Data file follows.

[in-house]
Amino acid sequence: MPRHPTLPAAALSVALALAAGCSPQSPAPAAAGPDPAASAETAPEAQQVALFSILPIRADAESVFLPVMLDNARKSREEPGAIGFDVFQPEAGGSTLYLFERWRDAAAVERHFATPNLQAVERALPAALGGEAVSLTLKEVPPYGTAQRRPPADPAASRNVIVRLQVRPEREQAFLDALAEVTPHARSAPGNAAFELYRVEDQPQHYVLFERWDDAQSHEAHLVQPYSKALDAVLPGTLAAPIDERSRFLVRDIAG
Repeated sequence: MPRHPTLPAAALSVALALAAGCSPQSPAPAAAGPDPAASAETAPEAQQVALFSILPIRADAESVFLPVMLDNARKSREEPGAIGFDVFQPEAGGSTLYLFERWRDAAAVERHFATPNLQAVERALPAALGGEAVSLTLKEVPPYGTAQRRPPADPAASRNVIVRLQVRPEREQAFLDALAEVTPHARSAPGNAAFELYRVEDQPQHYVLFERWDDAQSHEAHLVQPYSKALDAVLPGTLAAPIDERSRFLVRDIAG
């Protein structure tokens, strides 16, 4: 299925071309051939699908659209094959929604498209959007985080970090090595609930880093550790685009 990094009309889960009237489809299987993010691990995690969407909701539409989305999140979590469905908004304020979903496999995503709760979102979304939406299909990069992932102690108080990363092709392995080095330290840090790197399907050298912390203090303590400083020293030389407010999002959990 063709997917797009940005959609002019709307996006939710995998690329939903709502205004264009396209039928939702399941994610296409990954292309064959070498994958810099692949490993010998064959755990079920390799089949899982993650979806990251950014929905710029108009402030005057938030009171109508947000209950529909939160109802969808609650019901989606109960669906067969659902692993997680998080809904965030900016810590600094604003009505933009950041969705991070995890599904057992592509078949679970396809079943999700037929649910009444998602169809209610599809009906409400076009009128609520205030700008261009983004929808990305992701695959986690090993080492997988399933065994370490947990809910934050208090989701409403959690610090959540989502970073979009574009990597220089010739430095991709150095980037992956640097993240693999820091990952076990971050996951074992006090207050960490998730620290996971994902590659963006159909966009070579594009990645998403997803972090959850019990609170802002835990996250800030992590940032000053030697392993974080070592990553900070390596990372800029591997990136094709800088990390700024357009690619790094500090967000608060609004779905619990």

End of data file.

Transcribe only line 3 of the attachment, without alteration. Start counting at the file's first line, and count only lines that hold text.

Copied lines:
Repeated sequence: MPRHPTLPAAALSVALALAAGCSPQSPAPAAAGPDPAASAETAPEAQQVALFSILPIRADAESVFLPVMLDNARKSREEPGAIGFDVFQPEAGGSTLYLFERWRDAAAVERHFATPNLQAVERALPAALGGEAVSLTLKEVPPYGTAQRRPPADPAASRNVIVRLQVRPEREQAFLDALAEVTPHARSAPGNAAFELYRVEDQPQHYVLFERWDDAQSHEAHLVQPYSKALDAVLPGTLAAPIDERSRFLVRDIAG